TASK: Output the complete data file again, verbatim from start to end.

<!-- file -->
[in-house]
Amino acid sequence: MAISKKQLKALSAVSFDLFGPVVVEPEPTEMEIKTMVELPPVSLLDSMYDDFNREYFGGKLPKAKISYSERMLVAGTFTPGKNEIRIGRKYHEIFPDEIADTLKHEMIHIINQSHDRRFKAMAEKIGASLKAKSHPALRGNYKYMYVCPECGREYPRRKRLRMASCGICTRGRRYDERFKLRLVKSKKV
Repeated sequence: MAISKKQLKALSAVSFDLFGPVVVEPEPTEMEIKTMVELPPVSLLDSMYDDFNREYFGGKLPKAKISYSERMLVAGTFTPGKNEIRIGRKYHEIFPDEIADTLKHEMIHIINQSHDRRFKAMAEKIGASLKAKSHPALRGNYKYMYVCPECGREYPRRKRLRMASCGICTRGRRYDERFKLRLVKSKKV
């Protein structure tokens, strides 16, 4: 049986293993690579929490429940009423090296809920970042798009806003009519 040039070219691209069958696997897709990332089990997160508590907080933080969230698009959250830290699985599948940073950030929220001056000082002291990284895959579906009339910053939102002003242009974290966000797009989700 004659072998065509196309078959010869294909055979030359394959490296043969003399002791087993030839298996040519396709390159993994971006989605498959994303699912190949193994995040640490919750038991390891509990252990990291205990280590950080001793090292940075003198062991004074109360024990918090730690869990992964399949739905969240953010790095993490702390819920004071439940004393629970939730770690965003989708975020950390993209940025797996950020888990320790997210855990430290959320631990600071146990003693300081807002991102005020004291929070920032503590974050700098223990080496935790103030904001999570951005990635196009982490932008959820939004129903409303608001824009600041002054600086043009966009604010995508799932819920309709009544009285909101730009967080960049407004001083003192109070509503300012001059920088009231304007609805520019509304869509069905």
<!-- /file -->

[in-house]
Amino acid sequence: MAISKKQLKALSAVSFDLFGPVVVEPEPTEMEIKTMVELPPVSLLDSMYDDFNREYFGGKLPKAKISYSERMLVAGTFTPGKNEIRIGRKYHEIFPDEIADTLKHEMIHIINQSHDRRFKAMAEKIGASLKAKSHPALRGNYKYMYVCPECGREYPRRKRLRMASCGICTRGRRYDERFKLRLVKSKKV
Repeated sequence: MAISKKQLKALSAVSFDLFGPVVVEPEPTEMEIKTMVELPPVSLLDSMYDDFNREYFGGKLPKAKISYSERMLVAGTFTPGKNEIRIGRKYHEIFPDEIADTLKHEMIHIINQSHDRRFKAMAEKIGASLKAKSHPALRGNYKYMYVCPECGREYPRRKRLRMASCGICTRGRRYDERFKLRLVKSKKV
């Protein structure tokens, strides 16, 4: 049986293993690579929490429940009423090296809920970042798009806003009519 040039070219691209069958696997897709990332089990997160508590907080933080969230698009959250830290699985599948940073950030929220001056000082002291990284895959579906009339910053939102002003242009974290966000797009989700 004659072998065509196309078959010869294909055979030359394959490296043969003399002791087993030839298996040519396709390159993994971006989605498959994303699912190949193994995040640490919750038991390891509990252990990291205990280590950080001793090292940075003198062991004074109360024990918090730690869990992964399949739905969240953010790095993490702390819920004071439940004393629970939730770690965003989708975020950390993209940025797996950020888990320790997210855990430290959320631990600071146990003693300081807002991102005020004291929070920032503590974050700098223990080496935790103030904001999570951005990635196009982490932008959820939004129903409303608001824009600041002054600086043009966009604010995508799932819920309709009544009285909101730009967080960049407004001083003192109070509503300012001059920088009231304007609805520019509304869509069905």